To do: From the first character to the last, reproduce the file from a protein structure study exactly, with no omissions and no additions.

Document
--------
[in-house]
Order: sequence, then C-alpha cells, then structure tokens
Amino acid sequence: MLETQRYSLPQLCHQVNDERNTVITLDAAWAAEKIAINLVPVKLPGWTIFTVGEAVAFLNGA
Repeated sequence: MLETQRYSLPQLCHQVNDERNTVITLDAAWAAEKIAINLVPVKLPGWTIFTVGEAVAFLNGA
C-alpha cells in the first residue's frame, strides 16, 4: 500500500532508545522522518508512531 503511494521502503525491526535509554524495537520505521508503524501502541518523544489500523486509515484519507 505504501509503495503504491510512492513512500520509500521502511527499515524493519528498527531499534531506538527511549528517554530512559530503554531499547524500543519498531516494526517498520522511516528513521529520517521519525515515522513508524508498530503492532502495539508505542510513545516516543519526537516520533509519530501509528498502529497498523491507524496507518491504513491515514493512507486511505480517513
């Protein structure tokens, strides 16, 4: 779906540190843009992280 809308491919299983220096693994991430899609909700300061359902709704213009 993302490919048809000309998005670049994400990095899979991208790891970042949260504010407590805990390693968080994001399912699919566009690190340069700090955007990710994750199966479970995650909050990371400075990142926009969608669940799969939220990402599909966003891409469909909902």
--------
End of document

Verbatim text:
[in-house]
Order: sequence, then C-alpha cells, then structure tokens
Amino acid sequence: MLETQRYSLPQLCHQVNDERNTVITLDAAWAAEKIAINLVPVKLPGWTIFTVGEAVAFLNGA
Repeated sequence: MLETQRYSLPQLCHQVNDERNTVITLDAAWAAEKIAINLVPVKLPGWTIFTVGEAVAFLNGA
C-alpha cells in the first residue's frame, strides 16, 4: 500500500532508545522522518508512531 503511494521502503525491526535509554524495537520505521508503524501502541518523544489500523486509515484519507 505504501509503495503504491510512492513512500520509500521502511527499515524493519528498527531499534531506538527511549528517554530512559530503554531499547524500543519498531516494526517498520522511516528513521529520517521519525515515522513508524508498530503492532502495539508505542510513545516516543519526537516520533509519530501509528498502529497498523491507524496507518491504513491515514493512507486511505480517513
């Protein structure tokens, strides 16, 4: 779906540190843009992280 809308491919299983220096693994991430899609909700300061359902709704213009 993302490919048809000309998005670049994400990095899979991208790891970042949260504010407590805990390693968080994001399912699919566009690190340069700090955007990710994750199966479970995650909050990371400075990142926009969608669940799969939220990402599909966003891409469909909902």